County’s schools closed today, crews assess aftermath of winter storm

Published 12:00 am Tuesday, February 17, 2015

Rowan County’s public schools are closed today, and crews were working through the night on potentially icy roads as a winter storm moved through the region.

Officials with the Rowan-Salisbury Salisbury School System decided early Monday to cancel Tuesday’s classes due to the threat of icy roads as a result of freezing rain that was expected throughout Monday night and Tuesday morning. District offices are closed today as well. The make-up day has been set for March 26.

North Hills Christian School will be closed Today, and Catawba College will open at 11 a.m.

There were no classes Monday because it was President’s Day.

N.C. Gov. Pat McCrory issued a state of emergency declaration Monday ahead of the storm.

As the day went on Monday, the National Weather Service’s forecast for Rowan County called for snowfall and ice amounts to be less than initially expected. Still, up to 1 inch of snow was forecasted for late Monday afternoon with between 0.2 and 0.4 inches of ice accumulation overnight.

Light flurries of snow, along with some sleet were seen in parts of the county Monday afternoon. Overnight lows were expected to be in the mid 20s. Today’s forecast calls for highs near 40 degrees with cloudy skies this afternoon.

The forecast calls for low temperatures Wednesday and Thursday be in the single digits. There is a chance of snow Wednesday and Thursday’s high temperature is expected to be around 20 degrees.

Officials from around the county held a conference call Monday morning to discuss preparations for the storm.

Frank Thomason, Rowan County’s Emergency Management chief, said the threshold is 0.25 inches of ice accumulation in order for damage to power lines and trees to be likely.

Thomason said the county’s emergency-management team would continue monitoring the situation through Monday night and make decisions as necessary. If a large number of people lose power, shelters will be opened, he said. Which shelter sites are activated would depend on where the power outages are located.

Thomason said the local media will be notified if a shelter is opened and people should monitor the news to find out where shelters are located.

Officials planned to hold another conference call today at 11:30 a.m.

The state’s Department of Transportation had 1,300 workers and nearly 500 trucks distributing more than 1.3 million gallons of salt brine across the state’s roadways Monday.

In DOT’s Division 9, which includes Davidson, Davie, Forsyth, Rowan and Stokes counties, crews had applied 140,000 gallons of brine to major roads, intersections and overpasses by Monday morning.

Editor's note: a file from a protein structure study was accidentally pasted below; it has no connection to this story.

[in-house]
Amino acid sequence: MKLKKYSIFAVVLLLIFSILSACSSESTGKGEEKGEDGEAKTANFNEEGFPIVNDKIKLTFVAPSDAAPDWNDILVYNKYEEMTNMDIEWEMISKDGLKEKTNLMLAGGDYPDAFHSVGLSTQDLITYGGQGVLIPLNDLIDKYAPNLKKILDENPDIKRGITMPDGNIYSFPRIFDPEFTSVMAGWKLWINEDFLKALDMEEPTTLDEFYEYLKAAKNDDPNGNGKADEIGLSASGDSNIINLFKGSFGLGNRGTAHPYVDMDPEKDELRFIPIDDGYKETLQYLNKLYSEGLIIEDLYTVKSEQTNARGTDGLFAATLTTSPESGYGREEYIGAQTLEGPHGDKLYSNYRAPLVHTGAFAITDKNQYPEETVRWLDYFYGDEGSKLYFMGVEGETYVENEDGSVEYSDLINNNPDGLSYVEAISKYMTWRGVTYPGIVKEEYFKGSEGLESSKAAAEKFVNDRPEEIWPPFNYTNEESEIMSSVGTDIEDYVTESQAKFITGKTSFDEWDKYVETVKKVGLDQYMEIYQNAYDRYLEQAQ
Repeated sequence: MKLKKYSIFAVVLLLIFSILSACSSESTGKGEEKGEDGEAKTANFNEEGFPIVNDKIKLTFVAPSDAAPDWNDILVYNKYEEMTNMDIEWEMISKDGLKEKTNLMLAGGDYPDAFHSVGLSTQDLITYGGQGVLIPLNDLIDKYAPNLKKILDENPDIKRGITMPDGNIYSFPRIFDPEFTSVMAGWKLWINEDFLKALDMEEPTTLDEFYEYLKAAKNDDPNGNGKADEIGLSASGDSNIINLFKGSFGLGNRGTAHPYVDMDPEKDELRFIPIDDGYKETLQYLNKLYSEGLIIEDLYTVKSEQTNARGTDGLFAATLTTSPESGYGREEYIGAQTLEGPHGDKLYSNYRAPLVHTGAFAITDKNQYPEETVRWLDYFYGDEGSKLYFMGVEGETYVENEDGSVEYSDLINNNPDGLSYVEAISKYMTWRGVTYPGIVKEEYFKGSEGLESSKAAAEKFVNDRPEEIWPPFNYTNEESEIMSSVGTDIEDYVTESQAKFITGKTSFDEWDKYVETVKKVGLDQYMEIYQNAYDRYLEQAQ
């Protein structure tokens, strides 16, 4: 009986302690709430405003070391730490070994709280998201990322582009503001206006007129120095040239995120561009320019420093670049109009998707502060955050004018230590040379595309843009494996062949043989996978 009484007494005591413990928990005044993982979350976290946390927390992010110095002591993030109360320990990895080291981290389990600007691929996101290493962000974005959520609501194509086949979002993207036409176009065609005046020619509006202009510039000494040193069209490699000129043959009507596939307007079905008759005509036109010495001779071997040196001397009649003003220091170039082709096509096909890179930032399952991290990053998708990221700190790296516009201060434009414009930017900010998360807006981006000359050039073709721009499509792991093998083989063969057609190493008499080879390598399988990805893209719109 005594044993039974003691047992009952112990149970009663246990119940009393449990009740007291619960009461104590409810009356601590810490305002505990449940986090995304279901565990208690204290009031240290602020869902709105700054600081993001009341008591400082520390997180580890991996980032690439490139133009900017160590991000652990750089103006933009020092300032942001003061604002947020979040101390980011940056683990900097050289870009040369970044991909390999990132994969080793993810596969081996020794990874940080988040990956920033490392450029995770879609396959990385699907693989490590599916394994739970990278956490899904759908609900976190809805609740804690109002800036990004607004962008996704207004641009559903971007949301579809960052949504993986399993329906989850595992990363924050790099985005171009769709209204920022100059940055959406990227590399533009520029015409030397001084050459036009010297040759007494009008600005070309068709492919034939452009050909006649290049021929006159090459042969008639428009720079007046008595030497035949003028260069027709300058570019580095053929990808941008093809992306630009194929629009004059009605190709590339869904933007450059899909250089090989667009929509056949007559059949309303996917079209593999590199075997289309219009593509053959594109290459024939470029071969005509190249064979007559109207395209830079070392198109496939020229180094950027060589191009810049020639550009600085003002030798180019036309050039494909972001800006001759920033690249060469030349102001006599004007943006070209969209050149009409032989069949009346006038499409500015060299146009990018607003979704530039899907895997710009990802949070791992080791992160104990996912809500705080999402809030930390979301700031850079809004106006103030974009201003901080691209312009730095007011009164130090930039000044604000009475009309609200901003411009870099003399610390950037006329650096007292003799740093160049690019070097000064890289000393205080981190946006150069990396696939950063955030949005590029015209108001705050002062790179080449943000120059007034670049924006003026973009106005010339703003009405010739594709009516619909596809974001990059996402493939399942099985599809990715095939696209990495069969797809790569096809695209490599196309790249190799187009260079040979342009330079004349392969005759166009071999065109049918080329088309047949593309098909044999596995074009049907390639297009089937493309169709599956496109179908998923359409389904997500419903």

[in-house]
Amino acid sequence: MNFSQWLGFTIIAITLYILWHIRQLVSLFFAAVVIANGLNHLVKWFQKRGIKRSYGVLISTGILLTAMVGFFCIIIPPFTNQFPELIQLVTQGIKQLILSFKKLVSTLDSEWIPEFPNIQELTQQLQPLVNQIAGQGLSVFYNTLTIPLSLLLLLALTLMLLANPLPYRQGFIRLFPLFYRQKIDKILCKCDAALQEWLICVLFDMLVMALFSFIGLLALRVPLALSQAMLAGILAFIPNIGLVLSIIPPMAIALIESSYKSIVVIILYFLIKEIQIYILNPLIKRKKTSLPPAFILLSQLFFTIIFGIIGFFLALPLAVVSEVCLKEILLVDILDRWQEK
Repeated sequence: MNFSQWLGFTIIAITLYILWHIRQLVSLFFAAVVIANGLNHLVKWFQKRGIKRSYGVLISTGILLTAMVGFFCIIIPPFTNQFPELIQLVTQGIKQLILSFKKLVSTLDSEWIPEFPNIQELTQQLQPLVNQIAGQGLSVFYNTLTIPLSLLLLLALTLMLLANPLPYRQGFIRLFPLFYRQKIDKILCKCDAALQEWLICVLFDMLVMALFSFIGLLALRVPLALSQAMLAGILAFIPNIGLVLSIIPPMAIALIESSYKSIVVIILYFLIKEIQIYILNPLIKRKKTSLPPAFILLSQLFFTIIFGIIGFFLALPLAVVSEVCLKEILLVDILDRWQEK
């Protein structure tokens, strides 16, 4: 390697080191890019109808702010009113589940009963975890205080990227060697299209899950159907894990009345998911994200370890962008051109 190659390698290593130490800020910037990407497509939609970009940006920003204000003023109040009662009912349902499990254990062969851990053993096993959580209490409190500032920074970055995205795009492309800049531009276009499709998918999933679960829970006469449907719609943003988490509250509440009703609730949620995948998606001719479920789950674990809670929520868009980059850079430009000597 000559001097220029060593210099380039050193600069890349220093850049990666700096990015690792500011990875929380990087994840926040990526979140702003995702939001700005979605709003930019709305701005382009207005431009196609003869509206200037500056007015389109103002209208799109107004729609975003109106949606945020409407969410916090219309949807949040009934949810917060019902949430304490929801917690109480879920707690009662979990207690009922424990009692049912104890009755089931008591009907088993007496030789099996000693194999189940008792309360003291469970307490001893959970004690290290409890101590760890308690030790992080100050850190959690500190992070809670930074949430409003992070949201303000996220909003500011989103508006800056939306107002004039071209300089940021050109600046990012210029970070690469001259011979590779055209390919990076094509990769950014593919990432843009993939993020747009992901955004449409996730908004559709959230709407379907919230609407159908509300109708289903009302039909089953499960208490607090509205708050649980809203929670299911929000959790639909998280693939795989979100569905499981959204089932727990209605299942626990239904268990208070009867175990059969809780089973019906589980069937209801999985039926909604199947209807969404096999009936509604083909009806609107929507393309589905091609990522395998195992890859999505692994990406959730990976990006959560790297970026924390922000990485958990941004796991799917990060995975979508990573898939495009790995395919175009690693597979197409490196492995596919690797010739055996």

The state’s Highway Patrol is asking people to avoid traveling unless necessary during the winter weather. People can check road conditions at

Power outages possible

If people lose power at their home, they should contact their power company to alert them of the outage.

Duke Energy’s number to report power outages is 1-800-769-3766. The number for EnergyUnited customers is 1-800-386-4833.

UnionPower Cooperative customers can call 1-800-794-4423.

A Duke Energy official said people who have special medical needs at their home should notify the company about their situation when reporting a power outage.

People with emergencies should call 911.

Salisbury prepares for aftermath of storm

The city of Salisbury had crews working through the night Monday in anticipation of icy roads.

Salisbury Fire Chief Bob Parnell said Monday afternoon the city has eight snow plows and a motor grader ready to be used.

Parnell said the city has 200 tons of sand, 50 tons of salt and 20 tons of a sand-salt mix to use on roads. It also has 4,000 gallons of diesel fuel in reserve for its generators and emergency vehicles.

If the city’s snow removal plan is put into operation, Parnell said, the primary routes will be to and from the hospital.

He said if someone has a waterline that bursts at their home or business and they can’t get it to shut off, they can call the city at 704-202-0070 and city workers can come and shut it off at the street connection.

Red Cross here to help

Monica Bruns with the county’s Red Cross chapter said volunteers are ready to help those who need it in the aftermath of the storm.

If shelters are opened, Red Cross volunteers will staff them, and they can also bring blankets and toiletries to people who don’t have a heat source at their home.

Meals, snacks and water would be available at the shelters, Bruns said. Nurses and medical staff would also be on call for people who need assistance.

The Red Cross can be reached at 704-633-3854. After business hours, people can dial extension 107 to leave a message for Bruns, to which she will be alerted.